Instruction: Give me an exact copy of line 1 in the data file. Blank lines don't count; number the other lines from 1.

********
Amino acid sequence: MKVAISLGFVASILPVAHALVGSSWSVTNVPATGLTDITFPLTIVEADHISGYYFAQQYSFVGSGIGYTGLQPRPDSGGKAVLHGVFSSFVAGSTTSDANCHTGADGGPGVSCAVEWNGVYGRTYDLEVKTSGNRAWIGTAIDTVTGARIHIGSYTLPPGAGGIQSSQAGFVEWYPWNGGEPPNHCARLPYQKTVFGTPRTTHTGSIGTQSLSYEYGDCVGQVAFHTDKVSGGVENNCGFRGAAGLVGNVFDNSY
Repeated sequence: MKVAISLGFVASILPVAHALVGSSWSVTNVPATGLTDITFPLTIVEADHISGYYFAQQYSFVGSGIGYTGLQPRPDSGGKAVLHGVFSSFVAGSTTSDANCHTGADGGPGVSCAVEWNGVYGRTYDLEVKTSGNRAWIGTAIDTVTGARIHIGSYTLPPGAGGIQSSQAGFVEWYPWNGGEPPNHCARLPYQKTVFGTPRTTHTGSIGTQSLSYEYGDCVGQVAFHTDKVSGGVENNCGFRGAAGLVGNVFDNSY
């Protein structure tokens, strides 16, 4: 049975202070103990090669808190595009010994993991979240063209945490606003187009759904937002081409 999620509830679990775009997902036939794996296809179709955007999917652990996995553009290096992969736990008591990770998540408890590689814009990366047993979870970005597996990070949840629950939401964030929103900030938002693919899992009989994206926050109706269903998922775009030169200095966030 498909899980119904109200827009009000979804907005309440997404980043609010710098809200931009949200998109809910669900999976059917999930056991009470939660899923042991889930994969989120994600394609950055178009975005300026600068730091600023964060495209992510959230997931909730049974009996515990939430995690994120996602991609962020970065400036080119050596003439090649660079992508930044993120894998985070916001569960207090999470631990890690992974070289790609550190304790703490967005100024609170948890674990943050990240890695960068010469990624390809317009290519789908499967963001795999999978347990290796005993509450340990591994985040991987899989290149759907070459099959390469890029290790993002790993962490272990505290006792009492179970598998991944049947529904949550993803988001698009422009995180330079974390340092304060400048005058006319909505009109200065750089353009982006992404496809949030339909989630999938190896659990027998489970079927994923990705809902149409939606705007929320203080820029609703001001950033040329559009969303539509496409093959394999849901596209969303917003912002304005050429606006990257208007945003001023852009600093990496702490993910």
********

Amino acid sequence: MKVAISLGFVASILPVAHALVGSSWSVTNVPATGLTDITFPLTIVEADHISGYYFAQQYSFVGSGIGYTGLQPRPDSGGKAVLHGVFSSFVAGSTTSDANCHTGADGGPGVSCAVEWNGVYGRTYDLEVKTSGNRAWIGTAIDTVTGARIHIGSYTLPPGAGGIQSSQAGFVEWYPWNGGEPPNHCARLPYQKTVFGTPRTTHTGSIGTQSLSYEYGDCVGQVAFHTDKVSGGVENNCGFRGAAGLVGNVFDNSY